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Mitt Romney's Core

Mitt Romney's Core

By Carl M. Cannon - March 19, 2012


Mitt Romney lacks "a core." That's the rap anyway, a critique of the 2012 Republican front-runner that has metastasized into conventional wisdom in both political parties, in two successive presidential election cycles.

"There is a sense there is no core to him," Obama political adviser David Axelrod tells CBS News. "He has no core," Obama aide-de-camp David Plouffe adds dutifully on "Meet the Press."

Obviously, partisan considerations color the Democrats’ evaluation. But here's Romney's chief rival for the GOP nomination: “This is someone who doesn't have a core,” Rick Santorum said Monday on CBS's “This Morning.” “He’s been on both sides of almost every single issue in the past 10 years.”  And before he dropped out of the 2012 presidential race, Republican Jon Huntsman concurred. “When you combine a record of uncertainty -- running first [for] senator, as a liberal; governor as a moderate; then as a conservative for the presidency,” he said, “people wonder where your core is.”

That pithy analysis is not wrong, exactly. But as Huntsman’s own abortive 2012 presidential run illustrates, there is another way to look at modern American politics -- and at Romney. Pandering, flip-flopping, and steady reinvention are not limited to the GOP front-runner in 2012. They are common features of modern American politicians, and perhaps necessary ones.

All of which raise a question: What if it’s not Mitt Romney who lacks “a core,” but our politics?

The Personal Is Not the Political

It’s a matter of record that Romney was pro-choice while running for office in Massachusetts, before becoming pro-life as he began eyeing a White House bid. He also favored a comprehensive approach to immigration reform before discovering in mid-campaign the dubious silver bullet of “self-deportation.”

Back in the day, Romney also eschewed the policies of Ronald Reagan before embracing them once he started running for president. In Boston, he was a pioneer in using the state tax code to ensure universal health insurance before deciding as a presidential candidate that such a mandate is a classic example of government overreach.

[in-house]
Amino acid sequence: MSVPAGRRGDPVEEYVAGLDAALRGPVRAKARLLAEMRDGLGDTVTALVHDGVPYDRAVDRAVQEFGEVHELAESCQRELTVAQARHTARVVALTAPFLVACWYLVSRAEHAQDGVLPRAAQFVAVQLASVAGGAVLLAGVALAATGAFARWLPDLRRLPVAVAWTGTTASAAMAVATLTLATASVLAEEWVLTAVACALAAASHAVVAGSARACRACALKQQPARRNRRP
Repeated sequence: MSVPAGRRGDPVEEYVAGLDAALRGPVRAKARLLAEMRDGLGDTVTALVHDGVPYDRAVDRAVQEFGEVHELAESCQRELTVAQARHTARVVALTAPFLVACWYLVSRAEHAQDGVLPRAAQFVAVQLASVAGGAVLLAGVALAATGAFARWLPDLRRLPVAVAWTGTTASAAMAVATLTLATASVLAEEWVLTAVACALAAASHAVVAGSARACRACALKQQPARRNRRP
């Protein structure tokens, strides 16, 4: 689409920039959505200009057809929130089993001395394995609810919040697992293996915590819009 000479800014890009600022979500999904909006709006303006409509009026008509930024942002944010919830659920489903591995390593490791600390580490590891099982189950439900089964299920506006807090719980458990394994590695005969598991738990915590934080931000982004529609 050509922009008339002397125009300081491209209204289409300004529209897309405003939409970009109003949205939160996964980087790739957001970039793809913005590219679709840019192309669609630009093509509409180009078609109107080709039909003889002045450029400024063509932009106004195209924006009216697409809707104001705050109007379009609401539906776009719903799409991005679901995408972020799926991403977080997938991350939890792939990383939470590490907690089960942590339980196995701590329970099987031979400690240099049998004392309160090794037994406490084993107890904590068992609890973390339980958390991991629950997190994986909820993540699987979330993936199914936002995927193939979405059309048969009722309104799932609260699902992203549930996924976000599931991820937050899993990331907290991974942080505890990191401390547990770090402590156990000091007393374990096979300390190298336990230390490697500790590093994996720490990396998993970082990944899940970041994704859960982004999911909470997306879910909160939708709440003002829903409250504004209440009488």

With the exception of the “life issues” of abortion and embryonic stem cell research, Romney is reluctant to acknowledge this alteration. But his fellow Republican presidential candidates, to say nothing of Obama campaign officials, are not shy on the subject. Romney, they argue, will say anything to get elected.

That might be too strong, but it’s pretty clear that what Romney is doing is telling the GOP’s conservative base, which is obviously to the right of him, what it wants to hear: that he’s one of them. This is neither noble, nor forthright. But it is not really the same thing as lacking a core, and Romney is hardly the only one who does it.

As a Yale student in the mid-1960s, George W. Bush upbraided his fraternity brothers for needling a gay man. As president, Bush blithely dismissed same-sex marriage, insisting that wedlock is an institution reserved for “a man and a woman.”

This formulation was offered as a concession to the Republicans’ conservative base. But most prominent Democrats, including Bill Clinton, Hillary Clinton, John Kerry, and Barack Obama, made the same calculation -- and employed the same fatuous phrase in support of their position.

Are all these Democrats being craven? Perhaps. Another way to think of it is that they are being careful not to get too far out in front of the electorate. This is not moral leadership, to be sure, but such compromises do reflect the exigencies of electoral democracy.

In 1980, when Ronald Reagan chose George H.W. Bush as his running mate, journalists made sport of how quickly Bush went from being tepidly pro-choice on abortion to a confirmed right-to-life guy. But Reagan had made the same intellectual journey himself between the time he was elected governor of California and running for president of the United States.

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Carl M. Cannon is the Washington Bureau Chief for RealClearPolitics. Reach him on Twitter @CarlCannon.

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